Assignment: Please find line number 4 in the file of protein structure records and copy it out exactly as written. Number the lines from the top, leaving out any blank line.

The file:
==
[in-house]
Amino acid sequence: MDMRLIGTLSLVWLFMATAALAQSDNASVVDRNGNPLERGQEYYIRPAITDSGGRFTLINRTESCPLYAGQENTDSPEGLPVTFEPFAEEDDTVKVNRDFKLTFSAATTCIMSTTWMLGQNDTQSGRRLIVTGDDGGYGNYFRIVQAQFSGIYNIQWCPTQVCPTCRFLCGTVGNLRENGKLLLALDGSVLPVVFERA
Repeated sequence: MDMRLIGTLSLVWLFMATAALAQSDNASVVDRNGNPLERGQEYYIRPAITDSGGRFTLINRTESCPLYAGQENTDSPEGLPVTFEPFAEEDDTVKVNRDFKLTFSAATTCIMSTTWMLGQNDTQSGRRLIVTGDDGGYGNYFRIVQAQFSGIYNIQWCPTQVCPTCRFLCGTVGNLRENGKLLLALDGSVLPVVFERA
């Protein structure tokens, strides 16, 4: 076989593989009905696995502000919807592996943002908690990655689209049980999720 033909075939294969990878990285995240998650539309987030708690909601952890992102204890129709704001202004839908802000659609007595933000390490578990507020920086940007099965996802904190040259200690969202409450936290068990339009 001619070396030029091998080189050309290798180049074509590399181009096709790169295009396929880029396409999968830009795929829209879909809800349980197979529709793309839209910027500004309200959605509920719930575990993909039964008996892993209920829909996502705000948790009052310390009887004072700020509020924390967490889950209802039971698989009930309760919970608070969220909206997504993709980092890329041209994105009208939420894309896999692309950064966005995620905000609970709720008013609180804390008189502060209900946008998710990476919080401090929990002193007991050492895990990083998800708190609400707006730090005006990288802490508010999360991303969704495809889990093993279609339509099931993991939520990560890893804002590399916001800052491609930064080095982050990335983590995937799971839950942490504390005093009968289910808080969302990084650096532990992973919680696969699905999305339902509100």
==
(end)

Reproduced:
């Protein structure tokens, strides 16, 4: 076989593989009905696995502000919807592996943002908690990655689209049980999720 033909075939294969990878990285995240998650539309987030708690909601952890992102204890129709704001202004839908802000659609007595933000390490578990507020920086940007099965996802904190040259200690969202409450936290068990339009 001619070396030029091998080189050309290798180049074509590399181009096709790169295009396929880029396409999968830009795929829209879909809800349980197979529709793309839209910027500004309200959605509920719930575990993909039964008996892993209920829909996502705000948790009052310390009887004072700020509020924390967490889950209802039971698989009930309760919970608070969220909206997504993709980092890329041209994105009208939420894309896999692309950064966005995620905000609970709720008013609180804390008189502060209900946008998710990476919080401090929990002193007991050492895990990083998800708190609400707006730090005006990288802490508010999360991303969704495809889990093993279609339509099931993991939520990560890893804002590399916001800052491609930064080095982050990335983590995937799971839950942490504390005093009968289910808080969302990084650096532990992973919680696969699905999305339902509100």